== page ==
A study on monkeys by anatomists at the University of Hong Kong has debunked a theory on why humans evolved their unique red-green colour vision.
The theory espoused since 1879 is that the three-pigment (primary colours red, blue and yellow) eye structure allowed humans to look for ripe fruits against green foliage.
But according to research by American graduate student Nathaniel Dominy and Professor Peter Lucas of the department of anatomy at the university, this vision is suited for foraging for young leaves, not fruit.
Their study, published in Nature magazine, was based on observing the eating habits of four species of monkeys and chimpanzees in Uganda, which share the same eye structure as humans.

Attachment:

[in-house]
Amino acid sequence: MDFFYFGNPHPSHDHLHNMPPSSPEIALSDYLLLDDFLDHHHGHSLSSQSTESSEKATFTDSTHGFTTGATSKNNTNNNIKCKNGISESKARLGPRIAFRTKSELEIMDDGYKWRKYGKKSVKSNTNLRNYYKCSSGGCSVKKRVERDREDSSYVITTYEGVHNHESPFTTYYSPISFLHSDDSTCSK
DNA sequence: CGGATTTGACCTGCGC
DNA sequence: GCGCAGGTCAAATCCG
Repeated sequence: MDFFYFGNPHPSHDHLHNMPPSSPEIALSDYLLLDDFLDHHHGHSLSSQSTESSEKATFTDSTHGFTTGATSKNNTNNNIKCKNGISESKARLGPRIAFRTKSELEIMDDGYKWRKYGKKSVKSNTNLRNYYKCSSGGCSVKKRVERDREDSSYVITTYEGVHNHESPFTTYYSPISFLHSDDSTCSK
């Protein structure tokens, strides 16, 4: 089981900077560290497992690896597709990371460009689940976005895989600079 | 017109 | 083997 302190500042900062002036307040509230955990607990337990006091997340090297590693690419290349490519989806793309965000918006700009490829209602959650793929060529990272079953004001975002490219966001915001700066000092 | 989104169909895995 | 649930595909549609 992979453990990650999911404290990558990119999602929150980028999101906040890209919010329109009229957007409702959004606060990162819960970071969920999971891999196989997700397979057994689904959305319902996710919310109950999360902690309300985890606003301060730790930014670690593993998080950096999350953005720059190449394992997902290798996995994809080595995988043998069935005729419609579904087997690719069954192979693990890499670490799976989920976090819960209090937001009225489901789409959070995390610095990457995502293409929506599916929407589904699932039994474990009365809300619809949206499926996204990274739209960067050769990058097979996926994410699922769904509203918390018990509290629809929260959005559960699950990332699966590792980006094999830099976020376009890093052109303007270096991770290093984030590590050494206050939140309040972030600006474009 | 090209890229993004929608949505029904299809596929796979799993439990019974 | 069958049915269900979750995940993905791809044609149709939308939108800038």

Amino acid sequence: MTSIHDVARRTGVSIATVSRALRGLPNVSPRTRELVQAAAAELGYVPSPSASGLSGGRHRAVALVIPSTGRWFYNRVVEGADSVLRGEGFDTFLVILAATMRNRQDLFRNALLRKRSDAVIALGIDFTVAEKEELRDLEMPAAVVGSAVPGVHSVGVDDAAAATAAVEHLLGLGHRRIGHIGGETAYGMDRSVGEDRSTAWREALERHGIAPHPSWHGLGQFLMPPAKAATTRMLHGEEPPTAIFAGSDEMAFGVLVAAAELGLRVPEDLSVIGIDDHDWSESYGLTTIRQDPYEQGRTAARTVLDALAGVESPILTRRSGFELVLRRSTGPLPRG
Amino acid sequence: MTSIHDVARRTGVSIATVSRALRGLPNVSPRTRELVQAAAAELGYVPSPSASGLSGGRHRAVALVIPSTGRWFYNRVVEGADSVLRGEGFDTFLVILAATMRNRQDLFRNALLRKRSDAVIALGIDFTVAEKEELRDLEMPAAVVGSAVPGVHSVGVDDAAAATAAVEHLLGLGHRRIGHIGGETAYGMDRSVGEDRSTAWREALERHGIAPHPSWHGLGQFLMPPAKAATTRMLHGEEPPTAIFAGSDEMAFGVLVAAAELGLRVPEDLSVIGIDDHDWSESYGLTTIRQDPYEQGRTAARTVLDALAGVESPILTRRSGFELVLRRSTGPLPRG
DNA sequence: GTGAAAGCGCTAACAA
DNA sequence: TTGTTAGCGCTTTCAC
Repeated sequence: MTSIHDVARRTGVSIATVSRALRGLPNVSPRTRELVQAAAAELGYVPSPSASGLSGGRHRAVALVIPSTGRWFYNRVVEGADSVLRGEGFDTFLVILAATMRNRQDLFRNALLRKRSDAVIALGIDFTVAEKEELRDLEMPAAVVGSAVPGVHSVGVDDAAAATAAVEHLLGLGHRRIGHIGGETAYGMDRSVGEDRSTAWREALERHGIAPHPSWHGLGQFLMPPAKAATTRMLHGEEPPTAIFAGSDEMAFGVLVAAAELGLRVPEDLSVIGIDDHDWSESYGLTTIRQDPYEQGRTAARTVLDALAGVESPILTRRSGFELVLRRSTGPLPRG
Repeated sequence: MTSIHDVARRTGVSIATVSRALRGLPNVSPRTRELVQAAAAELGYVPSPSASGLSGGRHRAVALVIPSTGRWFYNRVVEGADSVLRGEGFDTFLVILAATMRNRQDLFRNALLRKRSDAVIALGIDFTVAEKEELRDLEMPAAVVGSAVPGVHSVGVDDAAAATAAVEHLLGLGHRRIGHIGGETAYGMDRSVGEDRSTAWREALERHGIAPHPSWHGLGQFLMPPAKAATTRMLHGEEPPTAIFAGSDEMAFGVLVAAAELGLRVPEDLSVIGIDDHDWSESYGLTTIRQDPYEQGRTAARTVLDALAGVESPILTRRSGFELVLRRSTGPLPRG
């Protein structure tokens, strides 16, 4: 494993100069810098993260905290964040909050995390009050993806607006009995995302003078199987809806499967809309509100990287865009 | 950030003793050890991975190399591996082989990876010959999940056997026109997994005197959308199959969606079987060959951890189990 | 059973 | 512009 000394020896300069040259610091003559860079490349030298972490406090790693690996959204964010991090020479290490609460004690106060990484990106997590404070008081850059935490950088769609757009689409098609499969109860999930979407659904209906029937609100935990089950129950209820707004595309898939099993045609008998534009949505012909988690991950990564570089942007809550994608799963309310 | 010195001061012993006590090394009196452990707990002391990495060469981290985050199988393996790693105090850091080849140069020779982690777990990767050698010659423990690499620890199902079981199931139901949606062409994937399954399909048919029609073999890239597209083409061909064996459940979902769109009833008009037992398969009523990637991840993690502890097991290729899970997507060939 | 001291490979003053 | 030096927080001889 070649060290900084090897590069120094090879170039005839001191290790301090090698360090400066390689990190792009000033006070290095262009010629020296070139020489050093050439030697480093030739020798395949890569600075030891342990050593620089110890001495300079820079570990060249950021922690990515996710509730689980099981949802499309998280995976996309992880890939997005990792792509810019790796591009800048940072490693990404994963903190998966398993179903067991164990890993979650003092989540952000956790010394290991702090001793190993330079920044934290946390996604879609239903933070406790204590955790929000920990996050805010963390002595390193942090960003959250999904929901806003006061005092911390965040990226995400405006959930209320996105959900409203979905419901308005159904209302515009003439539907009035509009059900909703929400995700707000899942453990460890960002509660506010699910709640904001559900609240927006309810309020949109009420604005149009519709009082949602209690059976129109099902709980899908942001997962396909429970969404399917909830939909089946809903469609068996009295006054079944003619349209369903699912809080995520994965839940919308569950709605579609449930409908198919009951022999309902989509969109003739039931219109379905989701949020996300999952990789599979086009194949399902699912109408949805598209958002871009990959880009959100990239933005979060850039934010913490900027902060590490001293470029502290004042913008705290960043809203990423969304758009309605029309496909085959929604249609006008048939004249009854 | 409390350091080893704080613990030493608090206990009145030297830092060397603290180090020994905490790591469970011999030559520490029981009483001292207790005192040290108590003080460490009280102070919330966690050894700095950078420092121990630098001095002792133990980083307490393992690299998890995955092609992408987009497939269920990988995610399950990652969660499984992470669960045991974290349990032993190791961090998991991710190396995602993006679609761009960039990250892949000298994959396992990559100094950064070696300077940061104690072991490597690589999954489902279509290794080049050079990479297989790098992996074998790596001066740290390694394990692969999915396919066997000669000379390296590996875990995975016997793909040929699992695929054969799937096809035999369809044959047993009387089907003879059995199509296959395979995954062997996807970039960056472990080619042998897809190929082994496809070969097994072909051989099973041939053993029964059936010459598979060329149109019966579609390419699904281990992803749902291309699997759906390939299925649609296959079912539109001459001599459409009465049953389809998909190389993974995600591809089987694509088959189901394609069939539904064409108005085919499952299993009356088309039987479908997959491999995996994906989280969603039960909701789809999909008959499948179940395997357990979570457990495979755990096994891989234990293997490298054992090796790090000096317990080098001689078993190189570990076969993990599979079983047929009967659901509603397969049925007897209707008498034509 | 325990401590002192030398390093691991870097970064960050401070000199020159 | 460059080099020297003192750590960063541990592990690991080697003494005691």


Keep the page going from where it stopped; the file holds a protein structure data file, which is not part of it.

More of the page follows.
Humans are unique among mammals in that our eyes have three pigments, which are tuned to red-green channels. This tri-chromatic colour vision is also found among 'old world' monkeys such as Hong Kong's macaques, apes and chimpanzees.
Professor Lucas suggested in 1998 that the eye structure was suited for leaf food selection. He noticed young leaves were usually red in the tropics. 'The results implicate leaf consumption, a critical food resource when fruit is scarce, as having unique value in maintaining tri-chromacy,' the article said.
Mr Dominy, a 24-year-old student from Pennsylvania, said the findings could explain why there had been increasing colour-blindness among Caucasian men.
'Maybe we are losing our colour vision because we have not been in the forest for a very long time to look for food,' he said.